The primary role of boron is in the cell walls. Boron provides cross links between polysaccharides to give structure to cell walls. Boron plays a role in the formation of sugar complexes, and proteins for translocation in plants. It is essential for cell division and development, aids in the use of nutrients, and regulates other nutrients. Boron can enhances the uptake of Ca, Mg, K. Helps cell membrane function, nodule formation, flowering, and development of seed and fruit set. Boron deficiency can reduce the quality and yield of crops. Organic matter is the most importing reservoir for soil boron. boron availability is decreased as the decomposition of organic matter slows. The bioavailability of boron is greatest between pH range of 5.0 and 7.5. Course sandy soils, and oversaturated soils can negatively affect the availability of boron. Boron deficiencies decrease the rate of water absorption, root growth, and translocation of sugars.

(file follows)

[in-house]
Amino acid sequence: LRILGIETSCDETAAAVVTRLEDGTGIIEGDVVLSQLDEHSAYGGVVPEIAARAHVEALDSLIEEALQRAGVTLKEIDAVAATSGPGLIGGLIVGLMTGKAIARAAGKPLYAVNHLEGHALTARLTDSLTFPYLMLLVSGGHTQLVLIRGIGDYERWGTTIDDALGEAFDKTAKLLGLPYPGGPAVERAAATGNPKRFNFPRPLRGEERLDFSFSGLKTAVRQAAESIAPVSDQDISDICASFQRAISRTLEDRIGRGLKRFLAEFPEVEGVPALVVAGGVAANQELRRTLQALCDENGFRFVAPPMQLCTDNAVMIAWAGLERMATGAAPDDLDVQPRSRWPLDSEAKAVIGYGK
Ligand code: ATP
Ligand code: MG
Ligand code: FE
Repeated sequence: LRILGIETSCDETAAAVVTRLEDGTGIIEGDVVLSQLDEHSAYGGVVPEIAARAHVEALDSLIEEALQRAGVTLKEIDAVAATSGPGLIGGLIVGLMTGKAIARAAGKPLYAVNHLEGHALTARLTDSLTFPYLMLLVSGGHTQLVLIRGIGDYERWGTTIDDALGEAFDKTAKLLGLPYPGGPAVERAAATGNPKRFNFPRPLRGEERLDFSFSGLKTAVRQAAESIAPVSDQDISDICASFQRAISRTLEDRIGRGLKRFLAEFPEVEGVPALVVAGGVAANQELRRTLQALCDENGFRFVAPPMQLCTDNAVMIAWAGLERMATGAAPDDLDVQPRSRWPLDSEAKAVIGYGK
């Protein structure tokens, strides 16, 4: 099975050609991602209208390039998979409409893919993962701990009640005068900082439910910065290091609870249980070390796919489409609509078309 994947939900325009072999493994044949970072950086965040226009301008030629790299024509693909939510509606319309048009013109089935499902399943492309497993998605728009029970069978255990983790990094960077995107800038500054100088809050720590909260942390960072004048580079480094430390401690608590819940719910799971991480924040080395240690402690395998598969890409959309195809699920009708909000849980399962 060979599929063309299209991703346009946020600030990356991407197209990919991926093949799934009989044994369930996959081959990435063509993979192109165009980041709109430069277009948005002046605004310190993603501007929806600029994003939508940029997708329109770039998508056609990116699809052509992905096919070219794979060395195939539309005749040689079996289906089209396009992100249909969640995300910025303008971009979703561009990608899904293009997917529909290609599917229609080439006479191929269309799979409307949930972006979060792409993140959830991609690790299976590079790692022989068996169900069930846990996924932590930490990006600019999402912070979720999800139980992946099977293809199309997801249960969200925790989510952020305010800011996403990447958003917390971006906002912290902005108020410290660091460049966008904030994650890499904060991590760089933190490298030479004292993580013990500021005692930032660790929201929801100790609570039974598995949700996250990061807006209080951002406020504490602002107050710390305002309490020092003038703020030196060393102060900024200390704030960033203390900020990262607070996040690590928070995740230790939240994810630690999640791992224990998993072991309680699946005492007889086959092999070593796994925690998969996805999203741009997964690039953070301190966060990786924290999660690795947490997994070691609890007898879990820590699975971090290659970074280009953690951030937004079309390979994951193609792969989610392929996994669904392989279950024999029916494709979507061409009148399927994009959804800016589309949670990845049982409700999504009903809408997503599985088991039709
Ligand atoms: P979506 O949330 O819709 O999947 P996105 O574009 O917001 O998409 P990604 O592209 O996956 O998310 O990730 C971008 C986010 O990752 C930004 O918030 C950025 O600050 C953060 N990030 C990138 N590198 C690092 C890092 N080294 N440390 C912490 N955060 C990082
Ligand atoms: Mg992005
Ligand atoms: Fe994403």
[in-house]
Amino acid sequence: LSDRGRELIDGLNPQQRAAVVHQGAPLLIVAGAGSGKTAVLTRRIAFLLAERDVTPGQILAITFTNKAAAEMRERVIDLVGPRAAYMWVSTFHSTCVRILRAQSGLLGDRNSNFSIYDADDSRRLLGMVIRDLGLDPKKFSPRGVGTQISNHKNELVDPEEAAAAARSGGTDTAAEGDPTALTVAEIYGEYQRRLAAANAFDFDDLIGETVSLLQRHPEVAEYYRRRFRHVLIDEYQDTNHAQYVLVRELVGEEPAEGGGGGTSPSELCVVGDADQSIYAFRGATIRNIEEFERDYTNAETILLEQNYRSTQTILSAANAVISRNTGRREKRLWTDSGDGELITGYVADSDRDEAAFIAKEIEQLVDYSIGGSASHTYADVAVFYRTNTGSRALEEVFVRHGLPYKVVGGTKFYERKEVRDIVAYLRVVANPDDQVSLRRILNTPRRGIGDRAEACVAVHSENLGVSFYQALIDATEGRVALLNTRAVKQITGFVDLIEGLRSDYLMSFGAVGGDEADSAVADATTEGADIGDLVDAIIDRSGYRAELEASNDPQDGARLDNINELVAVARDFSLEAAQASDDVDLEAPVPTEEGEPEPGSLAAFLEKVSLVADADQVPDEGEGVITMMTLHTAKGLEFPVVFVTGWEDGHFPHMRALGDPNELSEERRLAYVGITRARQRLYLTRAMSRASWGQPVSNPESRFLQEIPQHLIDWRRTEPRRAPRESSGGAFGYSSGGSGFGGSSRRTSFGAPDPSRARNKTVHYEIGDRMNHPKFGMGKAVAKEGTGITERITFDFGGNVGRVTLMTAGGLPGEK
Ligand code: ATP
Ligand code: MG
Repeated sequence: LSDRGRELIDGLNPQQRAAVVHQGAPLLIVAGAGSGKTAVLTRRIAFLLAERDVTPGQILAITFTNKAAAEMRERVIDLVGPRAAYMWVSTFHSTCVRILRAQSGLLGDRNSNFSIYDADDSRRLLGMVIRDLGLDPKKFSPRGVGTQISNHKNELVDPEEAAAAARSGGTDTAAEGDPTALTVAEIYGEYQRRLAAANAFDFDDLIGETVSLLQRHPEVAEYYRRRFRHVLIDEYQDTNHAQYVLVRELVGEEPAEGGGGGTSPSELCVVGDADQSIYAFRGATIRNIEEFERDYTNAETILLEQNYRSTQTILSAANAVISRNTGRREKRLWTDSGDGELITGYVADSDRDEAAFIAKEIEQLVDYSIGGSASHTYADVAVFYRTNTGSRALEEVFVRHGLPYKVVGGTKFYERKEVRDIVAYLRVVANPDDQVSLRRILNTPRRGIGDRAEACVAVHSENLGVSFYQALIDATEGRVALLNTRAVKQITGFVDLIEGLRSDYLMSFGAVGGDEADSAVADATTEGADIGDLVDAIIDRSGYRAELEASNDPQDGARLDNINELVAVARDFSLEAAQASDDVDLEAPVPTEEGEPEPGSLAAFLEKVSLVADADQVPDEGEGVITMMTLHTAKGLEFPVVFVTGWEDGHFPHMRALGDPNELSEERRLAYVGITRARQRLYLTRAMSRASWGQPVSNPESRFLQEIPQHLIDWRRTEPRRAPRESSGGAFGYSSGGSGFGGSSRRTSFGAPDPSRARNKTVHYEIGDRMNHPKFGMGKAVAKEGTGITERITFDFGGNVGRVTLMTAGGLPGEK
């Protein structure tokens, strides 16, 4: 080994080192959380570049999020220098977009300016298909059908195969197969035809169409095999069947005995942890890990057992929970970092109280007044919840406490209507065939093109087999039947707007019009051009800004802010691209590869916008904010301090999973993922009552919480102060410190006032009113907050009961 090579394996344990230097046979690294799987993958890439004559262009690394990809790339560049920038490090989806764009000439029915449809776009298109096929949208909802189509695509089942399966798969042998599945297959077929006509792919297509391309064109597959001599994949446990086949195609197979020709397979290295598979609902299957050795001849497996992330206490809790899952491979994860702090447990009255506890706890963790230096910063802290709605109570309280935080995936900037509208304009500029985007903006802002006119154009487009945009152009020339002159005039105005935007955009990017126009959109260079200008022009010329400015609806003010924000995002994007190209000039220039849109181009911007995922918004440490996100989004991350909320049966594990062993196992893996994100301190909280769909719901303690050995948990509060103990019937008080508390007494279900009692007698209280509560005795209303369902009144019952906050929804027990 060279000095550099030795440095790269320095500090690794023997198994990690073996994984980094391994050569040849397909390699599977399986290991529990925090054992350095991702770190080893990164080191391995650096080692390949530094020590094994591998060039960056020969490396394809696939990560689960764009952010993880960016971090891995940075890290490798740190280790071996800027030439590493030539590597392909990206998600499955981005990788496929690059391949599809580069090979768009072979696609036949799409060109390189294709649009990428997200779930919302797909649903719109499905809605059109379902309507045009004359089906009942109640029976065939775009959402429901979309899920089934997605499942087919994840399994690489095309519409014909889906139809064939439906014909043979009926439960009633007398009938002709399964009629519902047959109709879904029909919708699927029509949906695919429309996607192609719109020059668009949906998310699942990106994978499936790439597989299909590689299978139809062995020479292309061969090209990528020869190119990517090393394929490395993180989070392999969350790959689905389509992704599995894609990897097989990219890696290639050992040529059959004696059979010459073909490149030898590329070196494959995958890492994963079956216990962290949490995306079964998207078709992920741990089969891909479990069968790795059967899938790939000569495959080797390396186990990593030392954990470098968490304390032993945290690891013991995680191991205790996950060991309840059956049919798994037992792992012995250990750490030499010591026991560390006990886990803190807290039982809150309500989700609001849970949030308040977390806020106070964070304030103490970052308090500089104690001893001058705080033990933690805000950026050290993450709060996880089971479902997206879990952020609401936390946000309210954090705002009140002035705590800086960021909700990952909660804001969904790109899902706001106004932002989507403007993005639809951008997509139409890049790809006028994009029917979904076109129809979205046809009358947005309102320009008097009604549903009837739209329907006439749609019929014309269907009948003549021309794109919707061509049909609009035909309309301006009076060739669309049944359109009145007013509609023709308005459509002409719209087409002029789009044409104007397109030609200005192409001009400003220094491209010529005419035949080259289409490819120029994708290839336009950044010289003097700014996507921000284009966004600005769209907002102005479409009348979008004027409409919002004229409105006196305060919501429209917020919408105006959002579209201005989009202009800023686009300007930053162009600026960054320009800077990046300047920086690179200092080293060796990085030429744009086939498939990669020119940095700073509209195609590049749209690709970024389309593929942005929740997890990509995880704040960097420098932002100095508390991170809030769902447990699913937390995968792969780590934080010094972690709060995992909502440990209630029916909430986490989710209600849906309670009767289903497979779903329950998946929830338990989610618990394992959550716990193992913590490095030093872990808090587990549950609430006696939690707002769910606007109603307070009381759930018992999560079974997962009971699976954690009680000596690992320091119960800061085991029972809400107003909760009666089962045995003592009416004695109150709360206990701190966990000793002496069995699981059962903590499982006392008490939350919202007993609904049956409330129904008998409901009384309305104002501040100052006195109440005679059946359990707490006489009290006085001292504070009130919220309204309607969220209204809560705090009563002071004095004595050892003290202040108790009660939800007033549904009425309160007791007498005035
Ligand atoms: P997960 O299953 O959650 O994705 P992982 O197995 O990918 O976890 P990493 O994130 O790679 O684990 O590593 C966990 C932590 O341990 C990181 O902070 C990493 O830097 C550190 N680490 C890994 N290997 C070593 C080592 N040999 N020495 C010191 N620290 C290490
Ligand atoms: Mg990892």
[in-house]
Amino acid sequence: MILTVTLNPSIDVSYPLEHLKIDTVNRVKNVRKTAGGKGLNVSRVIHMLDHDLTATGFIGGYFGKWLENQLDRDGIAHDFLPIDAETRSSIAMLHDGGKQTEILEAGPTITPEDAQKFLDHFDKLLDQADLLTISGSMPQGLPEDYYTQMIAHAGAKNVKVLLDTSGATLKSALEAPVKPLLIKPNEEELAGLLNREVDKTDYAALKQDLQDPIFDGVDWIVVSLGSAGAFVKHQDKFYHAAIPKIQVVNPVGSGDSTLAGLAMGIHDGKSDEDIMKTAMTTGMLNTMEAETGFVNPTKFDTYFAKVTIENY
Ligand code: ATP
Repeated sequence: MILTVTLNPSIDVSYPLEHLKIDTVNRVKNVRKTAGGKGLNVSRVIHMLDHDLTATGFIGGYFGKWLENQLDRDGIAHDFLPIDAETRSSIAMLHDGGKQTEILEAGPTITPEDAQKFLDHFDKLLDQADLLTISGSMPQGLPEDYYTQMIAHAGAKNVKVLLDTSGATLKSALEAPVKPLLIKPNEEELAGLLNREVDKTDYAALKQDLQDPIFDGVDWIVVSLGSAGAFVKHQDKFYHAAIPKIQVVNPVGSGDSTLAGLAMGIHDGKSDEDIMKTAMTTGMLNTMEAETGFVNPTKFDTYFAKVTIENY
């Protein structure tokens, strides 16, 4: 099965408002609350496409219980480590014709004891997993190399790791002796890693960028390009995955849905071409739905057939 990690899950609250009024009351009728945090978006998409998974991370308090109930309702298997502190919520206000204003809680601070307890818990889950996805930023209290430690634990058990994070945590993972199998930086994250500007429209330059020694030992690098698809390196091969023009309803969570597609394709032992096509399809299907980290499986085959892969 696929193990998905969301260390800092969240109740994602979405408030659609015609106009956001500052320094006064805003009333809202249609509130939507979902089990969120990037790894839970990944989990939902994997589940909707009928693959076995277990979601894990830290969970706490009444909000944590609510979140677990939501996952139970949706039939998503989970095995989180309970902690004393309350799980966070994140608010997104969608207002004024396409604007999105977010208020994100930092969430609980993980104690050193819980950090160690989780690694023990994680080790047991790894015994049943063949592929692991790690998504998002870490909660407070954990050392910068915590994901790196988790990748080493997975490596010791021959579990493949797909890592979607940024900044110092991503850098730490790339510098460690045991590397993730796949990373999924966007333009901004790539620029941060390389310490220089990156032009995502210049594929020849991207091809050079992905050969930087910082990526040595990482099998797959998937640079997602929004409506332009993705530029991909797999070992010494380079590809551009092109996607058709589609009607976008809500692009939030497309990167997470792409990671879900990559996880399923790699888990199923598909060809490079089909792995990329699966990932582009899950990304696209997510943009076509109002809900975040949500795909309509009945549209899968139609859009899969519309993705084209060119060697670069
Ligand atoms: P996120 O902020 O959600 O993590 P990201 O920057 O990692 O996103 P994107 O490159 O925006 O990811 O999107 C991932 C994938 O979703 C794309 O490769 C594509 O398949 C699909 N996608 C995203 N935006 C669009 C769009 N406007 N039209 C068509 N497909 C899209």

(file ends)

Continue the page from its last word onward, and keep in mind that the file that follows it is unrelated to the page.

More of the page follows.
Symptoms of boron deficiency include:
*Poor seed and fruit set.
*break down of growing tip tissue.
*retardation of new growth, followed by death of long younger leaves.
*Yellowish to reddish yellow discoloration of the terminal foliage (leaf tip)
*inhibited development of Rhizobia in legume crops.
Factors affecting boron availability:
*low soil moisture, over watering (leaching)
* coarse textured, well drained, sandy soils and soils with low organic matter can reduce availability.
*soils with high organic matter, and greater water holding capacity will have greater availability.
*soil’s with high levels of available calcium may require additional applications of boron.
Available forms used by plants are H3BO3, B(OH)4-